Wednesday, April 23, 2014

Amsterdam may ban pot shops in Red Light district

Amsterdam may ban pot shops in Red Light district: People walk through the Red Light district, known as De Wallen, in Amsterdam, in 2011. The city now has court permission to ban marijuana cafes in its famous district.

Amsterdam has won court permission to ban marijuana cafes in its famous Red Light district, stepping up a crackdown on the city's freewheeling lifestyle.


Marijuana is technically illegal in the Netherlands, but possession of small amounts is not prosecuted and it is sold openly in "coffee shops." Prostitution is legal. But Mayor Eberhard van der Laan argues the district's brothels and coffee shops generate criminality, and he has sought to have many closed.

 

Coffee shop owners argued that laws were being selectively enforced against them.

 

 

In a ruling published Wednesday, the Amsterdam District Court sided with the mayor, saying he "has the freedom to carry out policies he considers desirable to protect public order."

 

 

The city has shuttered 192 out of 482 brothels where prostitutes work behind windows in the Red Light district since 2006, or around 40 percent of the total — after winning court support for its argument that the high concentration of brothels made them hard to regulate. The plan for coffees shops is to close 26 out of the 76 now in business.

Prosecutors: No immunity for pop star Chris Brown's bodyguard in DC assault case

R&B singer Chris Brown, left, and his Attorney Mark Geragos appear during a court hearing at Los Angeles Superior court in Los Angeles Monday, July 15, 2013. A Los Angeles judge has revoked Chris Brown''s probation after reading details of an alleged hit-and-run accident and his behavior afterward, but the singer was not ordered to jail.: R&B singer Chris Brown, left, and his Attorney Mark Geragos appear during a court hearing at Los Angeles Superior court.

 

Prosecutors say they won't grant Chris Brown's bodyguard immunity to testify for the singer, a potential hurdle in starting his trial on an assault  charge.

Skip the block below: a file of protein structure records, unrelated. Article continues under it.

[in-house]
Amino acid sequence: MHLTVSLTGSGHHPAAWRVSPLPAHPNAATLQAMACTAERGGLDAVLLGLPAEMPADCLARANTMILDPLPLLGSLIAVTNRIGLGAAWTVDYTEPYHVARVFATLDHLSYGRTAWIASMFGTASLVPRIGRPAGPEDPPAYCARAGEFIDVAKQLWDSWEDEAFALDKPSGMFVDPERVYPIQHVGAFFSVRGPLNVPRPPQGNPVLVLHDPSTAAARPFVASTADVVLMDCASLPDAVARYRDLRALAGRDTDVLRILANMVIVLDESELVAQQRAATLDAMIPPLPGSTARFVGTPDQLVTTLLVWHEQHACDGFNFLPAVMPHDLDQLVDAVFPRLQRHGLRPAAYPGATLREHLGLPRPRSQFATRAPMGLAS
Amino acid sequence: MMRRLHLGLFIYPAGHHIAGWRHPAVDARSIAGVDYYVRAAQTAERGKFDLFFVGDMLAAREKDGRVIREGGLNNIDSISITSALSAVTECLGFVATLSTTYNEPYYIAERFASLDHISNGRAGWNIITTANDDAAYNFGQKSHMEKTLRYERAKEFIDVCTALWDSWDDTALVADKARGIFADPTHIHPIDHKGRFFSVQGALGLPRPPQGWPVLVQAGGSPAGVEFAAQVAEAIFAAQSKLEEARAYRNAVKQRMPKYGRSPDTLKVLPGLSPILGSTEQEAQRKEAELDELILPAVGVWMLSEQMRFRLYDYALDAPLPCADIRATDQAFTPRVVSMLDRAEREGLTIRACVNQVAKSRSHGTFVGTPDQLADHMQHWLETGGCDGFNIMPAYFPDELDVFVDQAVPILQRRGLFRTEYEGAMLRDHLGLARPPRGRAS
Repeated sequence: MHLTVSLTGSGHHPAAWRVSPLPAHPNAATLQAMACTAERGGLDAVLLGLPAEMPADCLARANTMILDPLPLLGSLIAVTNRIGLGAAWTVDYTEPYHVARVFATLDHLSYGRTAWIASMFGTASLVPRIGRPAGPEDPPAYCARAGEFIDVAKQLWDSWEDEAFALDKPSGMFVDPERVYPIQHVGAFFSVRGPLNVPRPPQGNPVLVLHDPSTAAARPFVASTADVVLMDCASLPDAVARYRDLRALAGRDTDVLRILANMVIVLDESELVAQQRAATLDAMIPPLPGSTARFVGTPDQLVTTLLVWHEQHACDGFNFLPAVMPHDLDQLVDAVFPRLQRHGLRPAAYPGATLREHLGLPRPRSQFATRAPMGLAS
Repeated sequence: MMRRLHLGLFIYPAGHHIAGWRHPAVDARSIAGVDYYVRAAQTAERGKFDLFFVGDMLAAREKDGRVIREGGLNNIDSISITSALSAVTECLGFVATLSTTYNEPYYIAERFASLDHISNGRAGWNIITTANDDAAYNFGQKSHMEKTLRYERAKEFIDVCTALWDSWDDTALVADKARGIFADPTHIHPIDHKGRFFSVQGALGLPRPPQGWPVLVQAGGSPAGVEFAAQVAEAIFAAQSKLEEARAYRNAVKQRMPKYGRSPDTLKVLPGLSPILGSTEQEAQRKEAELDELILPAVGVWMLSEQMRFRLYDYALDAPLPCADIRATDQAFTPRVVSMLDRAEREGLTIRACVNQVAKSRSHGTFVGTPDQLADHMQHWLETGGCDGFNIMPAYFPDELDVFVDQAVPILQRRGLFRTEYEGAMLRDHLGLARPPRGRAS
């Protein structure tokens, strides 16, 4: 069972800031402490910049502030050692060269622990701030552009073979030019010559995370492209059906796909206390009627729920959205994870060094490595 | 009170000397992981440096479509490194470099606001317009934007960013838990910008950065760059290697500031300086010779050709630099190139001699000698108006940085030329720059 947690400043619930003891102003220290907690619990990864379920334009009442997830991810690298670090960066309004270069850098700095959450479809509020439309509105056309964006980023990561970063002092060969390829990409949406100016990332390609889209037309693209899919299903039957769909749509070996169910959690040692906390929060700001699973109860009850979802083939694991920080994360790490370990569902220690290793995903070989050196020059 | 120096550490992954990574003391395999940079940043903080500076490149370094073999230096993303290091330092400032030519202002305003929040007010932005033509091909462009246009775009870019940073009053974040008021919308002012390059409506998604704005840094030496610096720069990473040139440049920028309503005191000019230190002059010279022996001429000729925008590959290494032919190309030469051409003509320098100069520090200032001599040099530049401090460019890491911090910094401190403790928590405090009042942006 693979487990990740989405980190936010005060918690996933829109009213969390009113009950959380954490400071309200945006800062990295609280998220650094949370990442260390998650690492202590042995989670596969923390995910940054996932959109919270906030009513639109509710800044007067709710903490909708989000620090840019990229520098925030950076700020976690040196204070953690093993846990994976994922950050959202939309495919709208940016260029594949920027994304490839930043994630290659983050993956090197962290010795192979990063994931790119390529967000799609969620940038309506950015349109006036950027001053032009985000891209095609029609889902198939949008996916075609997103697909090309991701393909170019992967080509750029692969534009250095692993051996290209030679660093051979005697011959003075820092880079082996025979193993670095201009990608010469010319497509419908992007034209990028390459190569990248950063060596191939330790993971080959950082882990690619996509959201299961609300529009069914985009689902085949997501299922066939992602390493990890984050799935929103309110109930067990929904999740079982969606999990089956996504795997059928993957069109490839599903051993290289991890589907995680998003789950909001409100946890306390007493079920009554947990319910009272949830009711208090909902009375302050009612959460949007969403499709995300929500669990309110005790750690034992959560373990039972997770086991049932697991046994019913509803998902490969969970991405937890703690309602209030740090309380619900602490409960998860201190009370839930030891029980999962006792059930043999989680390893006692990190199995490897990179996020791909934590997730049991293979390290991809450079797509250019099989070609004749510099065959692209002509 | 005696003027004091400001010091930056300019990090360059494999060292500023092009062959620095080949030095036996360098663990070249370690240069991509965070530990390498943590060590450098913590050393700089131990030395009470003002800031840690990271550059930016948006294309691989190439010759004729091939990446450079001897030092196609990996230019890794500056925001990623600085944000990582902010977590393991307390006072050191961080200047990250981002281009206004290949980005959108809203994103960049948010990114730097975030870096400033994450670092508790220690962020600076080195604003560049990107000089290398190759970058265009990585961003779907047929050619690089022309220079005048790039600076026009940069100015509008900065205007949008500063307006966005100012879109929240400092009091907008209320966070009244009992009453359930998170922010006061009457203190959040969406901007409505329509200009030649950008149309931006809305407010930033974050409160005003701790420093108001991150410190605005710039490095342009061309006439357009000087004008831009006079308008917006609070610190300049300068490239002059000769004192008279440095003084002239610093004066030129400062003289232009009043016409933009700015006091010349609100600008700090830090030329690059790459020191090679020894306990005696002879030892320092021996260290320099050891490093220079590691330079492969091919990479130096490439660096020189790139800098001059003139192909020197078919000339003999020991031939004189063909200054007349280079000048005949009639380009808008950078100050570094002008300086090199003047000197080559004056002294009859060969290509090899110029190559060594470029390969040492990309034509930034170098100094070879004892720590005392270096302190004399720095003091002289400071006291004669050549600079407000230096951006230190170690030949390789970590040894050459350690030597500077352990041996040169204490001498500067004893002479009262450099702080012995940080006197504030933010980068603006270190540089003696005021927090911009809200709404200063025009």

Brown's trial had been scheduled for Monday and was rescheduled for Wednesday so lawyers would have time to address bodyguard Christopher Hollosy's potential testimony.


Both men were arrested in October after police say they punched a man outside a hotel. Hollosy was convicted of assault Monday.


Brown's attorneys want Hollosy to testify. Hollosy would be expected to say that he, not Brown, punched the man.


Unless prosecutors grant Hollosy immunity, testifying could affect the appeal he plans in his conviction.


Prosecutors say in a court document that they won't grant immunity because he's refused to speak with them after his conviction and they have concerns he would lie.


 

 

Lupita Nyong'o named People's 'Most Beautiful'

Lupita Nyong'o arrives at the 2014 MTV Movie Awards at Nokia Theatre L.A. Live on April 13, 2014 in Los Angeles, California.: Lupita Nyong'o arrives at the 2014 MTV Movie Awards at Nokia Theatre L.A. Live on April 13, 2014 in Los Angeles, California.

Lupita Nyong'o arrives at the 2014 MTV Movie Awards at Nokia Theatre L.A. Live on April 13, 2014 in Los Angeles, California.

 

The 31-year-old actress, who won a best supporting actress Oscar for her role in "12 Years a Slave," tops the magazine's list, announced Wednesday.